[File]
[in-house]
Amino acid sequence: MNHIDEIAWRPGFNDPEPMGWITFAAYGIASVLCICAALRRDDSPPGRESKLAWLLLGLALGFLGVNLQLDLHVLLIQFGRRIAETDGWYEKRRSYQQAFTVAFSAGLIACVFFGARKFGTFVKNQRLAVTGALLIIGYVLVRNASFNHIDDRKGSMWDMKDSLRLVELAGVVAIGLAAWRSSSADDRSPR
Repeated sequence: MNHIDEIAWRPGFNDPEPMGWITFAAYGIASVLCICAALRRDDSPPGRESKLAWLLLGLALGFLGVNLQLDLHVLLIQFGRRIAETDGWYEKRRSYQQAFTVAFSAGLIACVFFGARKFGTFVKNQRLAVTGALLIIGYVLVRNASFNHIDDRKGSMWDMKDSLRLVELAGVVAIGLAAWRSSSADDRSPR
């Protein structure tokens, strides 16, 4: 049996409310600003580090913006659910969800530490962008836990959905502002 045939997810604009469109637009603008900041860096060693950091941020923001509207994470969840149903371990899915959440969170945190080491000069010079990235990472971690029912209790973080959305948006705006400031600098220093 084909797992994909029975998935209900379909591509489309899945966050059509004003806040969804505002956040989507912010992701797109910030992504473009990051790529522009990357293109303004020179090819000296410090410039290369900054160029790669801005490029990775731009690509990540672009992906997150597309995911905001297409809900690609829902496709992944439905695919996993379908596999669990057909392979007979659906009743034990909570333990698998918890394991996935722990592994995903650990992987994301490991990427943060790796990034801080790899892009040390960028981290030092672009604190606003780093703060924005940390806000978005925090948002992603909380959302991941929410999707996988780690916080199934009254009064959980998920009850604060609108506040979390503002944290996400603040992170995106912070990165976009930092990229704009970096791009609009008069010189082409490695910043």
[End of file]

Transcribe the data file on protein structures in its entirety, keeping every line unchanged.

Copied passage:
[in-house]
Amino acid sequence: MNHIDEIAWRPGFNDPEPMGWITFAAYGIASVLCICAALRRDDSPPGRESKLAWLLLGLALGFLGVNLQLDLHVLLIQFGRRIAETDGWYEKRRSYQQAFTVAFSAGLIACVFFGARKFGTFVKNQRLAVTGALLIIGYVLVRNASFNHIDDRKGSMWDMKDSLRLVELAGVVAIGLAAWRSSSADDRSPR
Repeated sequence: MNHIDEIAWRPGFNDPEPMGWITFAAYGIASVLCICAALRRDDSPPGRESKLAWLLLGLALGFLGVNLQLDLHVLLIQFGRRIAETDGWYEKRRSYQQAFTVAFSAGLIACVFFGARKFGTFVKNQRLAVTGALLIIGYVLVRNASFNHIDDRKGSMWDMKDSLRLVELAGVVAIGLAAWRSSSADDRSPR
């Protein structure tokens, strides 16, 4: 049996409310600003580090913006659910969800530490962008836990959905502002 045939997810604009469109637009603008900041860096060693950091941020923001509207994470969840149903371990899915959440969170945190080491000069010079990235990472971690029912209790973080959305948006705006400031600098220093 084909797992994909029975998935209900379909591509489309899945966050059509004003806040969804505002956040989507912010992701797109910030992504473009990051790529522009990357293109303004020179090819000296410090410039290369900054160029790669801005490029990775731009690509990540672009992906997150597309995911905001297409809900690609829902496709992944439905695919996993379908596999669990057909392979007979659906009743034990909570333990698998918890394991996935722990592994995903650990992987994301490991990427943060790796990034801080790899892009040390960028981290030092672009604190606003780093703060924005940390806000978005925090948002992603909380959302991941929410999707996988780690916080199934009254009064959980998920009850604060609108506040979390503002944290996400603040992170995106912070990165976009930092990229704009970096791009609009008069010189082409490695910043």